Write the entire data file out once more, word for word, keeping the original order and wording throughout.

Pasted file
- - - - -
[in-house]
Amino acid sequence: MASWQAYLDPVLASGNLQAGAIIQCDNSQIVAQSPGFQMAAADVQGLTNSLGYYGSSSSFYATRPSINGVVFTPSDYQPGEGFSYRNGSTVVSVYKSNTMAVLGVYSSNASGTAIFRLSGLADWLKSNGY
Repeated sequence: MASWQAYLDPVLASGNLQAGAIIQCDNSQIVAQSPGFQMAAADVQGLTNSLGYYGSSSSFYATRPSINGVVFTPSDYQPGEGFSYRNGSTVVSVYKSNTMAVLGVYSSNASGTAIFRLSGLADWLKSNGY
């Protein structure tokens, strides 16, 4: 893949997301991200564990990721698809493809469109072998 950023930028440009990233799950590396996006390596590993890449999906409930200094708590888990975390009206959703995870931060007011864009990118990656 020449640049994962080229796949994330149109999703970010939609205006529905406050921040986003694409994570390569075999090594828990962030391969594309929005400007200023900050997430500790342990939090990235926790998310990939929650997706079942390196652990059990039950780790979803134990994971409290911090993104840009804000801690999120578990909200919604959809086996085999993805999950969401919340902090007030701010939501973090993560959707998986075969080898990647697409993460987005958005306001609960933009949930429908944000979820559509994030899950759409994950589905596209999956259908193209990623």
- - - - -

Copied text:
[in-house]
Amino acid sequence: MASWQAYLDPVLASGNLQAGAIIQCDNSQIVAQSPGFQMAAADVQGLTNSLGYYGSSSSFYATRPSINGVVFTPSDYQPGEGFSYRNGSTVVSVYKSNTMAVLGVYSSNASGTAIFRLSGLADWLKSNGY
Repeated sequence: MASWQAYLDPVLASGNLQAGAIIQCDNSQIVAQSPGFQMAAADVQGLTNSLGYYGSSSSFYATRPSINGVVFTPSDYQPGEGFSYRNGSTVVSVYKSNTMAVLGVYSSNASGTAIFRLSGLADWLKSNGY
């Protein structure tokens, strides 16, 4: 893949997301991200564990990721698809493809469109072998 950023930028440009990233799950590396996006390596590993890449999906409930200094708590888990975390009206959703995870931060007011864009990118990656 020449640049994962080229796949994330149109999703970010939609205006529905406050921040986003694409994570390569075999090594828990962030391969594309929005400007200023900050997430500790342990939090990235926790998310990939929650997706079942390196652990059990039950780790979803134990994971409290911090993104840009804000801690999120578990909200919604959809086996085999993805999950969401919340902090007030701010939501973090993560959707998986075969080898990647697409993460987005958005306001609960933009949930429908944000979820559509994030899950759409994950589905596209999956259908193209990623």